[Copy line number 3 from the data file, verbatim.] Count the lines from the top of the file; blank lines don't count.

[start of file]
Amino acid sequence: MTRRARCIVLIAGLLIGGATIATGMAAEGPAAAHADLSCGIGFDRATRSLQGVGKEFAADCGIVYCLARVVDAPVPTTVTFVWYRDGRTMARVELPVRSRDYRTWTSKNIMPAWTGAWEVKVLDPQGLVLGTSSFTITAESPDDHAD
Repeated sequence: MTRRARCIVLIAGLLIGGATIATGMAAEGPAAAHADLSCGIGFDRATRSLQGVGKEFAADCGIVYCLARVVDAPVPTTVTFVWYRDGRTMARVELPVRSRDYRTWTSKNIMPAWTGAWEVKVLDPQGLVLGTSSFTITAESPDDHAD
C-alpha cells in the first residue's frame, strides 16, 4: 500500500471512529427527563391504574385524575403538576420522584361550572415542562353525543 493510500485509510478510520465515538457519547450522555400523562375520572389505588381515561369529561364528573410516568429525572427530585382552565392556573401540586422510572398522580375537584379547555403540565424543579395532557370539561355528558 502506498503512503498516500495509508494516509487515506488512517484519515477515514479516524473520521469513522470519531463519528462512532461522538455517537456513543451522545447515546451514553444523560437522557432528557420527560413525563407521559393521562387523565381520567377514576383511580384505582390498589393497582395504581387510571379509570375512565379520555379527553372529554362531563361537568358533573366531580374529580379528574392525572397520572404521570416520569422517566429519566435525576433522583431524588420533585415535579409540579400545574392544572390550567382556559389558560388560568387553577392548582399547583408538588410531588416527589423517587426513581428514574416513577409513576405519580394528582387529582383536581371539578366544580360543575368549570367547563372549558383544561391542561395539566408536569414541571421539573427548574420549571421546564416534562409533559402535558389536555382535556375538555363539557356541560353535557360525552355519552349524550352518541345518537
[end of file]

C-alpha cells in the first residue's frame, strides 16, 4: 500500500471512529427527563391504574385524575403538576420522584361550572415542562353525543 493510500485509510478510520465515538457519547450522555400523562375520572389505588381515561369529561364528573410516568429525572427530585382552565392556573401540586422510572398522580375537584379547555403540565424543579395532557370539561355528558 502506498503512503498516500495509508494516509487515506488512517484519515477515514479516524473520521469513522470519531463519528462512532461522538455517537456513543451522545447515546451514553444523560437522557432528557420527560413525563407521559393521562387523565381520567377514576383511580384505582390498589393497582395504581387510571379509570375512565379520555379527553372529554362531563361537568358533573366531580374529580379528574392525572397520572404521570416520569422517566429519566435525576433522583431524588420533585415535579409540579400545574392544572390550567382556559389558560388560568387553577392548582399547583408538588410531588416527589423517587426513581428514574416513577409513576405519580394528582387529582383536581371539578366544580360543575368549570367547563372549558383544561391542561395539566408536569414541571421539573427548574420549571421546564416534562409533559402535558389536555382535556375538555363539557356541560353535557360525552355519552349524550352518541345518537